Computer telecommunications have become one of the most prevalent techniques used by pedophiles to share illegal photographic images of minors and to lure children into illicit sexual relationships.
The Internet has dramatically increased access sex offenders have to the population they seek to victimize.
By using chat rooms, children can chat for hours with unknown individuals, often without the knowledge or approval of their parents. A recent FBI investigation revealed that computer sex offenders used chat rooms to contact children. Chat rooms offer the advantage of immediate communication around the world and provide the pedophile with an anonymous means of identifying and recruiting children into sexually illicit relationships.
These individuals attempt to sexually exploit your kids through the use of online services and the Internet. These "candy cane" luring computer wizards are skilled in the art of seduction. They spend large amounts of time, money, and energy on the latest trends, music, and hobbies of children. Their words are often inviting, soothing to the child on the other end of the computer screen.
According to Los Angeles prosecutor Robin Sax, a predator, over time, knows how to lower a child's inhibitions by slowly introducing sexual context and content into their online conversations. (Ms. Sax's upcoming book, Everything Parents want to know about Predators and Molesters: A Sex Crimes DA Answers Your 100 Most-Asked Questions, will be released in March of 2009.)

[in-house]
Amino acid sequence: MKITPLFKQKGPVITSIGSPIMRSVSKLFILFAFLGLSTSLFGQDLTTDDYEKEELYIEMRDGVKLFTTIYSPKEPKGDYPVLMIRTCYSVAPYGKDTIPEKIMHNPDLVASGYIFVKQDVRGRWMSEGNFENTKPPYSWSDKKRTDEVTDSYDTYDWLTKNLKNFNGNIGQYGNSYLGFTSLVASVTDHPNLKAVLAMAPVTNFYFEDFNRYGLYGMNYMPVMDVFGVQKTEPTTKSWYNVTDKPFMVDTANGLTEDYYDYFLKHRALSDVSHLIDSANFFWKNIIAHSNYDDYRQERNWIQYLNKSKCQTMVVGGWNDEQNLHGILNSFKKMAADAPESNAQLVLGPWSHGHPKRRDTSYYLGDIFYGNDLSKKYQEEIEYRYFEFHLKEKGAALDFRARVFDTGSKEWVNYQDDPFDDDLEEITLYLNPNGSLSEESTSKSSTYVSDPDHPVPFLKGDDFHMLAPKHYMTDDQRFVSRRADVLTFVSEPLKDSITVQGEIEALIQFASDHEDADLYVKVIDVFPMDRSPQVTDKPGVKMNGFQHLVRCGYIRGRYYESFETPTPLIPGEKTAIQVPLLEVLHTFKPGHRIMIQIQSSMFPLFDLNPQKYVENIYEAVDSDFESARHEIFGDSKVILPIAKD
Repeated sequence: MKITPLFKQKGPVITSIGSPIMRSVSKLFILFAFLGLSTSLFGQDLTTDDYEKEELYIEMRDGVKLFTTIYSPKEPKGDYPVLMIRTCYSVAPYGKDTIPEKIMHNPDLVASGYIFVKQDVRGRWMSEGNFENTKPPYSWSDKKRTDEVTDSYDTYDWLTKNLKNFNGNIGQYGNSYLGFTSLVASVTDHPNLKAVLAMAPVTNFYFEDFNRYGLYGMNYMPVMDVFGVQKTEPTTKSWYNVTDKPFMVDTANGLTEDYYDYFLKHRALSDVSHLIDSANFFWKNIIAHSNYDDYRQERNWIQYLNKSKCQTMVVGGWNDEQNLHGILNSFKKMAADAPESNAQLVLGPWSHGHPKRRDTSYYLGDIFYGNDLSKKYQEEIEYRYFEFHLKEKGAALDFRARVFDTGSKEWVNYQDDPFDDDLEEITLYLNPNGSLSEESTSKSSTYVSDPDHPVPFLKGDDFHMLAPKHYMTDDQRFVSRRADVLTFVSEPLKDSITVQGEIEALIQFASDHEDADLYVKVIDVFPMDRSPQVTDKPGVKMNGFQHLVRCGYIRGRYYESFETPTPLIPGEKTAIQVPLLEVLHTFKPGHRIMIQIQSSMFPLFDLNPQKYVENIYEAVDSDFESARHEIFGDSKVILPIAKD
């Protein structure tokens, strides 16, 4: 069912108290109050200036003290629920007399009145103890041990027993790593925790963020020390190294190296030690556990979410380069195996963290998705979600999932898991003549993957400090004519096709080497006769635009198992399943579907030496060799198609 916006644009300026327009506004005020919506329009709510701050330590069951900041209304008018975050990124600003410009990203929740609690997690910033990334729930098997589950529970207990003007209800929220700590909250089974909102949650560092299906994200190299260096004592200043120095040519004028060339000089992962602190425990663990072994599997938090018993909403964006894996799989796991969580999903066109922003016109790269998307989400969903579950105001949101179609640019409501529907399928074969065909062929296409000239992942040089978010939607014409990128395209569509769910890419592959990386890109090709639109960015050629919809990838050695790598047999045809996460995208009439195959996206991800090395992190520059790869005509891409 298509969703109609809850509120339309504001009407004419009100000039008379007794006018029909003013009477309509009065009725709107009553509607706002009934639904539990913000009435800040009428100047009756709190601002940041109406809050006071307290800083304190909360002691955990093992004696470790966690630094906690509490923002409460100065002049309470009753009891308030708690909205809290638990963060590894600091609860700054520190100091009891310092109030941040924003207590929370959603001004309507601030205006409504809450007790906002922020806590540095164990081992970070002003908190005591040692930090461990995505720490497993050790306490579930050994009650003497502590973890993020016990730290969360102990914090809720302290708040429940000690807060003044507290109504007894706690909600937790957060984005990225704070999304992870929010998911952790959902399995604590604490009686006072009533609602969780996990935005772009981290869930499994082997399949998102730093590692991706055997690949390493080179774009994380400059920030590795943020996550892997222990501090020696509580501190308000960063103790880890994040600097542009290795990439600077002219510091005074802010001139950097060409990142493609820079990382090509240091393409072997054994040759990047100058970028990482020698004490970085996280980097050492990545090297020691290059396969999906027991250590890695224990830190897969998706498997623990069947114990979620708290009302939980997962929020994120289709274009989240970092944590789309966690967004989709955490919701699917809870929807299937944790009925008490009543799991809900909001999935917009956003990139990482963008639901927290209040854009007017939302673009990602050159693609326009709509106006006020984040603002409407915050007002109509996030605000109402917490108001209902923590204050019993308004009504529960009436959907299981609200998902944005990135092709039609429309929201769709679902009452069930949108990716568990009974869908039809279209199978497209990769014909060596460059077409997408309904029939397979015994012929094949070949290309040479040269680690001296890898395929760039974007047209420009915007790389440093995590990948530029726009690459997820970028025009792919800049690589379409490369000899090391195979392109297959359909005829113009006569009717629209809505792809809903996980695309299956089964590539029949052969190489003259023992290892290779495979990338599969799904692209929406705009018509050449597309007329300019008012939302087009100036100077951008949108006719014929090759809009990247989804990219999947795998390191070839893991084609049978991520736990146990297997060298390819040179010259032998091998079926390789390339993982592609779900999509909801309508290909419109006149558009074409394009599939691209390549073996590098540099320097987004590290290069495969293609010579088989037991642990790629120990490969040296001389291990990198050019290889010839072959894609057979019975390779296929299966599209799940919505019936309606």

The two main tools a predator uses on their young victims are online chat rooms and personal instant messages.
Once they gain the trust of the child, a predator will arrange a meeting at a nearby park, fast-food restaurant, or mall.
Two excellent resources for parents are the sexual predator database and an online Web information and investigation service.
To report child pornography and/or sexual exploitation of children, contact the National Center for Missing and Exploited Children's Cyber Tip-line.
The Cyber Tip-line allows parents and children to file a report by submitting an online form. This form is then reviewed by analysts and forwarded to law enforcement including the FBI, the U.S. Customs Service, the U.S. Postal Inspection Service, and state and local police agencies. For additional information on Internet safety, check out the FBI brochure titled "A Parent's Guide to Internet Safety."